Entrada Faces Its Demons

Will splitting the company into three help struggling outfit stage a comeback?

September 8, 2001

4 Min Read
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Its almost a sure bet that when Entrada Networks(Nasdaq: ESAN) holds its annual stockholders meeting on Sept. 27 in San Diego, there won’tbe many happy faces, despite the splendid fall weather. Not many might even bother to make the trip now thatthe company’s stock market value is down to $1.2 million and the stock has sunken to 11 cents a share with little hope for a rebound.

Entrada, now nearly broke, has announced a restructuring into threesubsidiaries, each with its own management, sales force and financialstatements. The company figures this might attract investors to itsstruggling storage area network transport division. (See Disaster for Entrada? ).The division, named Torrey Pine after an endangered California tree, has yetto see any revenues. Its key product, the Silverline 222 SAN-over-IP switch, whichwas supposed to have been shipped by now, has been delayed until at leastDecember due to problems with its processing power.

The other subsidiaries are the adaptor card unit Rixon Networks and SyncResearch, which sells and services frame relay products. The company plansto move Rixon from Maryland to Irvine, Calif., closer to companyheadquarters.

Ironically, Entrada stated in a press releasethat these two divisions are profitable, despite the shifting focus. Yet as the company pares down itsstaff to 70 or 80 people, only half of the employees will be in thesedivisions. The other half will be in the money-losing SAN transportbusiness.

Throughout its last two quarters, Entrada has averaged $1 million permonth cash burn rate. As of July 31, the end of its second quarter, Entradahad only $1.8 million in cash left on its balance sheet and was burdened by$1.7 million in debt. For the quarter, the company lost $2.8 million, or 26cents a share, on $2.2 million in revenues. The company's history reflects a compiled $48 million deficit.In April 2000, Entrada brought in a new CEO, Kanwar Chadha. The companyimmediately enjoyed three quarters of revenue growth and positive cash flowthrough January 2001, the end of Entrada’s fiscal year. For those first ninemonths, Chadha was awarded a $93,000 bonus on top of his $141,000 salary.(He was also awarded options to purchase 500,000 shares of stock at therange of $3 to $4 a share, but with the options deep underwater, it’sunlikely he will ever be able to exercise them.)

Buoyed by his success, Chadha hired more sales personnel and increasedresearch and development spending just when information technologyspending was slowing to a crawl. Sales of the company’s legacy frame relayproducts plunged and anticipated increased sales of fast Ethernet LANproducts never materialized. Revenue fell from $8 million in the Januaryquarter to $1.3 million in the April quarter.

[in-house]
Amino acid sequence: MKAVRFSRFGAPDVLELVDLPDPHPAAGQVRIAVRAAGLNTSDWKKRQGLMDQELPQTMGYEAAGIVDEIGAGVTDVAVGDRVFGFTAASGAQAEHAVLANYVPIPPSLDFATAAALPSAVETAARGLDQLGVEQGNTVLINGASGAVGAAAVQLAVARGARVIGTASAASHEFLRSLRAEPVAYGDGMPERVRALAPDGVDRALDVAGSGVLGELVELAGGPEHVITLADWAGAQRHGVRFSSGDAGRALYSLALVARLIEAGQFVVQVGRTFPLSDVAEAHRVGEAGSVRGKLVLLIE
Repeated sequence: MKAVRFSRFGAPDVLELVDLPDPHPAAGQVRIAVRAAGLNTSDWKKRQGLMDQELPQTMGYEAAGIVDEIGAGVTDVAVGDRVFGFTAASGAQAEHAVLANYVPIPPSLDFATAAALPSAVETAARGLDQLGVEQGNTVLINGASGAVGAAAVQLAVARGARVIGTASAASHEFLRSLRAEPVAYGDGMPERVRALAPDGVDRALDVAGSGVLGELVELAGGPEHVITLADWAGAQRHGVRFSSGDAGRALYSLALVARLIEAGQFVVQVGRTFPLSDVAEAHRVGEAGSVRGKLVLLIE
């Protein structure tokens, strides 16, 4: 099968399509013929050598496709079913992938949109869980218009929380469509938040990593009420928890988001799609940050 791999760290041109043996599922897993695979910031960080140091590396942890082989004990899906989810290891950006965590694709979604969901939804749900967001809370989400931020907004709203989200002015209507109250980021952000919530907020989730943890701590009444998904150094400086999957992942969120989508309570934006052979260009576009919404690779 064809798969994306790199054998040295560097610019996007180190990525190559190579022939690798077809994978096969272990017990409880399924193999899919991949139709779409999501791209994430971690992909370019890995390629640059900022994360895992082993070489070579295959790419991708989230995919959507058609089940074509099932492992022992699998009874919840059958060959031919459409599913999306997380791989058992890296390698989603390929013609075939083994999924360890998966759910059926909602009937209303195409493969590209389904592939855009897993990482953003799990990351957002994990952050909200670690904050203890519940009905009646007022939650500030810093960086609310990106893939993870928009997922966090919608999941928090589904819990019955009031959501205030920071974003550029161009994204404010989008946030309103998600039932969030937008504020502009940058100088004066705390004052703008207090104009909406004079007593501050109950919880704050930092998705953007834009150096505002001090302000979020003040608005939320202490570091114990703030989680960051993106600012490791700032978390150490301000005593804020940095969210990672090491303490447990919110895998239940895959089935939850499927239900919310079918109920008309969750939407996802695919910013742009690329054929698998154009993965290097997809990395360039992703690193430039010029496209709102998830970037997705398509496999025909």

When the company’s earlier focus was frame relay products, it operatedunder the name Sync Research, now the name of its frame relay division. Last year, the name was changed to Entrada after the frame relay business hadslowed and Chadha began rebuilding the company around its newly acquired SANrouters unit.

Long-term holders of the company’s stock must be writhing. In 1995, thestock traded at a split adjusted $276 a share. Even then, the company had amere $35 million in annual sales and couldn’t manage to stay out of thered.

But in 1999, with revenues sagging and its frame relay products losingtheir luster, the company had a one-for-five reverse stock split. Thatboosted its sagging share price, which had plunged to 47 cents. Althougheach investor ended up with one-fifth as many shares, each share was worthmore than $2, which gave the stock some liquidity to attract institutionalinvestors such as pension plans and mutual funds. (Virtually everyinstitutional investor shuns penny stocks and many even avoid $2 stocks.)Now, it’s the same dilemma, only worse. To avoid being de-listed fromNasdaq, a company’s stock must trade consistently above $1 a share. Entradais currently at 11 cents, nearly 99 percent off its 52-week high of $8. Forany hope of that happening, Entrada needs to find some investors, keypartners or major customers by October 22. Companies that are de-listed arerelegated to the over-the-counter trading board where trading is thin andinstitutional investors are nearly nonexistent.

A company press release yesterday noted the restructuring will be "aimedat presenting a clearer picture to the investment community." Fortunately,it can’t be much bleaker than the current picture.

— Tom Davey, special to Byte and Switch, http://www.byteandswitch.com

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